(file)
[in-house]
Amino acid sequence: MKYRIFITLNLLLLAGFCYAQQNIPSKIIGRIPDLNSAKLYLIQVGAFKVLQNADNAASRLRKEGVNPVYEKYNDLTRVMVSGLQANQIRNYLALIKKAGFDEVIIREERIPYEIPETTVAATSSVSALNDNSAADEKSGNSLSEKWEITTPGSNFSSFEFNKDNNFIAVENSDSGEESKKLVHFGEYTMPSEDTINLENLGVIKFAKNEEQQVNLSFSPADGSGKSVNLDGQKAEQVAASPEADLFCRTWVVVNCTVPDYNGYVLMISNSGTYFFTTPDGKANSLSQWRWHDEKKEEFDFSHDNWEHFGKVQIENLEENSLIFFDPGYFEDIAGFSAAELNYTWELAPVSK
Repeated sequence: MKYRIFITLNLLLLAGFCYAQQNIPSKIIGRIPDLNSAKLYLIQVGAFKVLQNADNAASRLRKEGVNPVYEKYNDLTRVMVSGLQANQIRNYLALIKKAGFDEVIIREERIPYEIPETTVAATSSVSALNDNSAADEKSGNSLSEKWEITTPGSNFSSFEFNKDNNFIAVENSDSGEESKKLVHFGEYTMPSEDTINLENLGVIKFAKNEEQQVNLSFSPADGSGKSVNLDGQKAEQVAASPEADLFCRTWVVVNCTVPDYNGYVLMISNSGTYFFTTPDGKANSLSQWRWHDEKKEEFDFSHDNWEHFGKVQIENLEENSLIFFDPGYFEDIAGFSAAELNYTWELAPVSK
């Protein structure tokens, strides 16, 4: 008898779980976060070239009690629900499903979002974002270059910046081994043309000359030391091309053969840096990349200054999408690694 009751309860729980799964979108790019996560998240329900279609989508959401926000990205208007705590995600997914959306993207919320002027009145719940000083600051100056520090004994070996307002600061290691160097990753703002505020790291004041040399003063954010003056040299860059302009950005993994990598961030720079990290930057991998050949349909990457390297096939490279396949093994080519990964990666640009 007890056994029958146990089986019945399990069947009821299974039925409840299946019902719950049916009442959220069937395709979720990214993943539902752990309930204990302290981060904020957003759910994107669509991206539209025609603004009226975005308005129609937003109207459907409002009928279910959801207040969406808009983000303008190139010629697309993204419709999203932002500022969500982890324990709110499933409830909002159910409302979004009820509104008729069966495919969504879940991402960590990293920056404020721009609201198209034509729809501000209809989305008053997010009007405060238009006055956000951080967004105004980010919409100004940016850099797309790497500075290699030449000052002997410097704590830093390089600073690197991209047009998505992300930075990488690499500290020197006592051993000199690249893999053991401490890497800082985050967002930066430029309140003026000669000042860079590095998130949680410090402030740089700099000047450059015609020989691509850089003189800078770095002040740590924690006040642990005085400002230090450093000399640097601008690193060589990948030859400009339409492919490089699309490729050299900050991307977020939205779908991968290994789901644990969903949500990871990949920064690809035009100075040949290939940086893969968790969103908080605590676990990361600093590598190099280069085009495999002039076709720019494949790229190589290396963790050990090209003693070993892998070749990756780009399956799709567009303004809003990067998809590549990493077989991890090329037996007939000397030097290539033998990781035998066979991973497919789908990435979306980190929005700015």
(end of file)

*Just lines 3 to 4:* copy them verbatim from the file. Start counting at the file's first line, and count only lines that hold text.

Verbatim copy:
Repeated sequence: MKYRIFITLNLLLLAGFCYAQQNIPSKIIGRIPDLNSAKLYLIQVGAFKVLQNADNAASRLRKEGVNPVYEKYNDLTRVMVSGLQANQIRNYLALIKKAGFDEVIIREERIPYEIPETTVAATSSVSALNDNSAADEKSGNSLSEKWEITTPGSNFSSFEFNKDNNFIAVENSDSGEESKKLVHFGEYTMPSEDTINLENLGVIKFAKNEEQQVNLSFSPADGSGKSVNLDGQKAEQVAASPEADLFCRTWVVVNCTVPDYNGYVLMISNSGTYFFTTPDGKANSLSQWRWHDEKKEEFDFSHDNWEHFGKVQIENLEENSLIFFDPGYFEDIAGFSAAELNYTWELAPVSK
């Protein structure tokens, strides 16, 4: 008898779980976060070239009690629900499903979002974002270059910046081994043309000359030391091309053969840096990349200054999408690694 009751309860729980799964979108790019996560998240329900279609989508959401926000990205208007705590995600997914959306993207919320002027009145719940000083600051100056520090004994070996307002600061290691160097990753703002505020790291004041040399003063954010003056040299860059302009950005993994990598961030720079990290930057991998050949349909990457390297096939490279396949093994080519990964990666640009 007890056994029958146990089986019945399990069947009821299974039925409840299946019902719950049916009442959220069937395709979720990214993943539902752990309930204990302290981060904020957003759910994107669509991206539209025609603004009226975005308005129609937003109207459907409002009928279910959801207040969406808009983000303008190139010629697309993204419709999203932002500022969500982890324990709110499933409830909002159910409302979004009820509104008729069966495919969504879940991402960590990293920056404020721009609201198209034509729809501000209809989305008053997010009007405060238009006055956000951080967004105004980010919409100004940016850099797309790497500075290699030449000052002997410097704590830093390089600073690197991209047009998505992300930075990488690499500290020197006592051993000199690249893999053991401490890497800082985050967002930066430029309140003026000669000042860079590095998130949680410090402030740089700099000047450059015609020989691509850089003189800078770095002040740590924690006040642990005085400002230090450093000399640097601008690193060589990948030859400009339409492919490089699309490729050299900050991307977020939205779908991968290994789901644990969903949500990871990949920064690809035009100075040949290939940086893969968790969103908080605590676990990361600093590598190099280069085009495999002039076709720019494949790229190589290396963790050990090209003693070993892998070749990756780009399956799709567009303004809003990067998809590549990493077989991890090329037996007939000397030097290539033998990781035998066979991973497919789908990435979306980190929005700015």